christmas in denver

the rockies near bolder the rockies near bolder

I spent a quiet Christmas in Denver with my youngest daughter. I’ll spend New Years Day with my oldest up in Gainesville. Such are the logistics of keeping track of adult children scattered across the country. These two photos were taken just east of Bolder, looking west towards the Rockies. It was cold (lows in the single digits) and it snowed Christmas day to give my wife one thing she wanted, a white Christmas.

The Sunday before we left my wife and I drove in the general direction of Estes Park, stopping around Bolder to do a little sight-seeing and for me to grab a few long distance photos of the Rockies. I had a new lens with me, the M.Zuiko 14-150mm Mark II. I had it mated with my E-M5. That lens, and the 17mm f/1.8 were the only pieces of camera gear I took with me besides spare batteries and a charger. I left everything else at home and depended on my iPhone 6s+ as my backup camera. The top photo was taken at 150mm, while the bottom was taken at 14mm. The one body, one zoom and one prime kit is the most practical I’ve ever taken with me on travel, and it’ll probably remain that way indefinitely.

One reason I wanted the long view of the Rockies is as documentation of what snows look like on the Rockies. With all he talk of climate change I wanted a small remembrance of what snow looked like on those peaks before it melts completely away. While it got cold while we were there both the cold and the snow were short lived. When we left the following Monday it was starting to warm up to temperatures above freezing towards the end of the week. Back here in Orlando the temperatures during the day have been in the low 80s. We do live in interesting times, don’t we?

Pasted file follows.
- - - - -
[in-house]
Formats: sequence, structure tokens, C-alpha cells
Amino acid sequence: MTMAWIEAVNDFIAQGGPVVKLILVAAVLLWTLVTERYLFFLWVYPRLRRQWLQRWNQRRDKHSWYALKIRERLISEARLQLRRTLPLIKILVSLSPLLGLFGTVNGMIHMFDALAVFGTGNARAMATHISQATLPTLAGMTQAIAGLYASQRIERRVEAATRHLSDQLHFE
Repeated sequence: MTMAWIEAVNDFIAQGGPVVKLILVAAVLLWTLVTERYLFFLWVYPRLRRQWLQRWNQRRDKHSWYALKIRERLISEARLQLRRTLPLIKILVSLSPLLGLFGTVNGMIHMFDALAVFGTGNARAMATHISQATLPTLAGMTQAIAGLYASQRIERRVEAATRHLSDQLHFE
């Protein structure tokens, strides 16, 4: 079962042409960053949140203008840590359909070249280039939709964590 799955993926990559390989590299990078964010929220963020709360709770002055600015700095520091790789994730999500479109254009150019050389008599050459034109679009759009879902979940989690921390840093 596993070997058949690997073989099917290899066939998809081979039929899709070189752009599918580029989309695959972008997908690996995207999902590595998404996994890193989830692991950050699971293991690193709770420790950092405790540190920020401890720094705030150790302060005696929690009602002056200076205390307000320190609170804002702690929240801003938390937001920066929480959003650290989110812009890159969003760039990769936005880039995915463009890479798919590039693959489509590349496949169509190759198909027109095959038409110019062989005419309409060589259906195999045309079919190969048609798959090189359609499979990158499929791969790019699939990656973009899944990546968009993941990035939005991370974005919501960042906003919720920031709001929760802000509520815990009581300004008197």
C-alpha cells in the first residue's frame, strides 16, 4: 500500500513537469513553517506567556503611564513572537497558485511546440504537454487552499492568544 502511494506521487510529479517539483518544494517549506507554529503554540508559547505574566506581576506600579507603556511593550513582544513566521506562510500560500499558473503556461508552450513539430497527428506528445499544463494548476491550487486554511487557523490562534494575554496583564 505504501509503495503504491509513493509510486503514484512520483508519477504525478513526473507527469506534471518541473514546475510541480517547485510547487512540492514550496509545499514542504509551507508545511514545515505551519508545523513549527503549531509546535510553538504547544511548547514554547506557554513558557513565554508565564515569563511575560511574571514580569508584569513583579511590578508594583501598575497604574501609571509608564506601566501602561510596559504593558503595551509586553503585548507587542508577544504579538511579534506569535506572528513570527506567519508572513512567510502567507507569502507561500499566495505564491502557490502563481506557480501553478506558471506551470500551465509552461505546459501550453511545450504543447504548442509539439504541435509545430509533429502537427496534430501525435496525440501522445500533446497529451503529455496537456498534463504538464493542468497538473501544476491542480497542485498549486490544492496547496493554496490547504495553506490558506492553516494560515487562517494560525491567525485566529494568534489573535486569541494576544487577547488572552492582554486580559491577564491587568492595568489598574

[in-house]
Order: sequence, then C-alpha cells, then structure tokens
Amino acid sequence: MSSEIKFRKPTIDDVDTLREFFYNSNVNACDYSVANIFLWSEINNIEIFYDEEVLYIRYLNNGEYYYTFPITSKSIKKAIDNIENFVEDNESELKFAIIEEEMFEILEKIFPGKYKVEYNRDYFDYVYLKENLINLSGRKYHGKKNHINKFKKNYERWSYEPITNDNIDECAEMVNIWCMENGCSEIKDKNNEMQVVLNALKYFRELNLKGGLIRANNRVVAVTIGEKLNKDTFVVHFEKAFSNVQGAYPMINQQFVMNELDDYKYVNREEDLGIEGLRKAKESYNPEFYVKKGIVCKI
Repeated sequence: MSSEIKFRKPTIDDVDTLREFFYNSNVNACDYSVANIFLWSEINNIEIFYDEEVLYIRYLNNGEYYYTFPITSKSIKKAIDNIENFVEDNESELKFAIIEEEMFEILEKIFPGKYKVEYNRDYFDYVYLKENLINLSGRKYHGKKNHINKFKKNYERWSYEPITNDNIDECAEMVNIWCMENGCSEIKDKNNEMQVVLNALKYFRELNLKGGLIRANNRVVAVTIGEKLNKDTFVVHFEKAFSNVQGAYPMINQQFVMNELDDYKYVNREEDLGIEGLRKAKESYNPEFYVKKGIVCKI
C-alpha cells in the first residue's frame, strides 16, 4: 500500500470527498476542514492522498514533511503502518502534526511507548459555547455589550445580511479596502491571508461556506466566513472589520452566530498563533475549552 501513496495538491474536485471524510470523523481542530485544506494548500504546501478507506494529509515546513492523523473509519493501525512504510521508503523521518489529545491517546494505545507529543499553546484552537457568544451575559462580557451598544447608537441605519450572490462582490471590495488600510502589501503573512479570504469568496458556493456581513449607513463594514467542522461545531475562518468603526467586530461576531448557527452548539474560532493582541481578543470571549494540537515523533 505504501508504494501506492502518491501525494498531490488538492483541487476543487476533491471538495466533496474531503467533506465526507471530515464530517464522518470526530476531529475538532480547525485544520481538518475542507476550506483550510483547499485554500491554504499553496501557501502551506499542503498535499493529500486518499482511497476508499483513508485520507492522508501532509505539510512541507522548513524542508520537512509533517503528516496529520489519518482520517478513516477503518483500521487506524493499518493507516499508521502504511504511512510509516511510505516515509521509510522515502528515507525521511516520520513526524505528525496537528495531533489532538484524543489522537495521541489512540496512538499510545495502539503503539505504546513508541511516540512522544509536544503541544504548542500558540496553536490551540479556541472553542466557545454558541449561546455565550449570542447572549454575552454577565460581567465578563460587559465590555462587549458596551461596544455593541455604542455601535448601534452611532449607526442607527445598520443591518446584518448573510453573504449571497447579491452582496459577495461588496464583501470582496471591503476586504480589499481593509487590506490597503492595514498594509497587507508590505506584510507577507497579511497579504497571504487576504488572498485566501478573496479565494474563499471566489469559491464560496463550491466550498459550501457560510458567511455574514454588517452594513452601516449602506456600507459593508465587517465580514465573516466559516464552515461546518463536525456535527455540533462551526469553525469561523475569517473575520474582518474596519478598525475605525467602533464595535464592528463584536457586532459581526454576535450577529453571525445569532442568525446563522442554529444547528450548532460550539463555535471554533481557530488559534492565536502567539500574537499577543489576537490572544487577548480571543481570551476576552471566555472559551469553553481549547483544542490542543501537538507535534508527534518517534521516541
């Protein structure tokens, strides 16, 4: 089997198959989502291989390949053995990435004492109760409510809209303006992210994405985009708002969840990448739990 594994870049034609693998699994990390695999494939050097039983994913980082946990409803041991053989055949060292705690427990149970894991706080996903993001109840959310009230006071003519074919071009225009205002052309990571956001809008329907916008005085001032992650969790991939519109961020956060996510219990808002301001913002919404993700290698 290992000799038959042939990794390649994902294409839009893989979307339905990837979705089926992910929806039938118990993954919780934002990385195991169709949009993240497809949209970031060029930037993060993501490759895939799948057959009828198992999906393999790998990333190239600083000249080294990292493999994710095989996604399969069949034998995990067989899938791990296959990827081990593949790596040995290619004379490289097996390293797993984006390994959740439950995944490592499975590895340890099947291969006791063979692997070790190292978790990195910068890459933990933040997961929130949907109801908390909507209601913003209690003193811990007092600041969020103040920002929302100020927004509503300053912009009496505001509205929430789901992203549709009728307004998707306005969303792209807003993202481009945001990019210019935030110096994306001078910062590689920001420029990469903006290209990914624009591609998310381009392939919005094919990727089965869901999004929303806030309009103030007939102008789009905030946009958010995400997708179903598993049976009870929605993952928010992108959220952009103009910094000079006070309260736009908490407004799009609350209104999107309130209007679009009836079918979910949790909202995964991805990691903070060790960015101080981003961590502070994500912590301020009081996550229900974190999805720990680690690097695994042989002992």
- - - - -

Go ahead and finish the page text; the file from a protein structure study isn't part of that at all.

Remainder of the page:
that volvo 940

You’re looking at one of the last photos I’ll ever take of my 1994 Volvo 940 wagon. And you’re looking at one of the last photos I’ll ever take of anything in Tallahassee Florida.

I purchased that 940 used, with 54,000 miles, from the Volvo Store in Winter Park Florida in 1996. It had come in off a lease deal.

It was the second family Volvo. The first was a 1988 Volvo 240 wagon that was a replacement for a Nissan Van back in 1991. That Volvo was my wife’s and the perfect professor’s car, back when my wife was still an English professor at Valencia East.

The 940 would go on to take us on vacations around the country, including the infamous (within the family) camping vacation to Moonshine Creek North Carolina. While there, Max, still something of a very young dog, got loose from the camp. My youngest daughter went into hysterics, thinking that Max had gone off literally over the hills above the campsite. But I knew better. I walked down towards the creek that ran though the campsite looking for him. Sure enough, he’d gone splashing through the creek, then had stayed long enough to play with some of the kids, and taken off further into the camp towards people. And food. Sure enough I found him walking slowly towards me, with an embarrassed look on his face, smacking his lips, and with steak on his breath. To this day I have no idea if, or even where, he might have gotten into steak, but there were some comments later from others in the camp about how an older couple had somehow lost their lovely steak lunch which they’d left right next to their grill…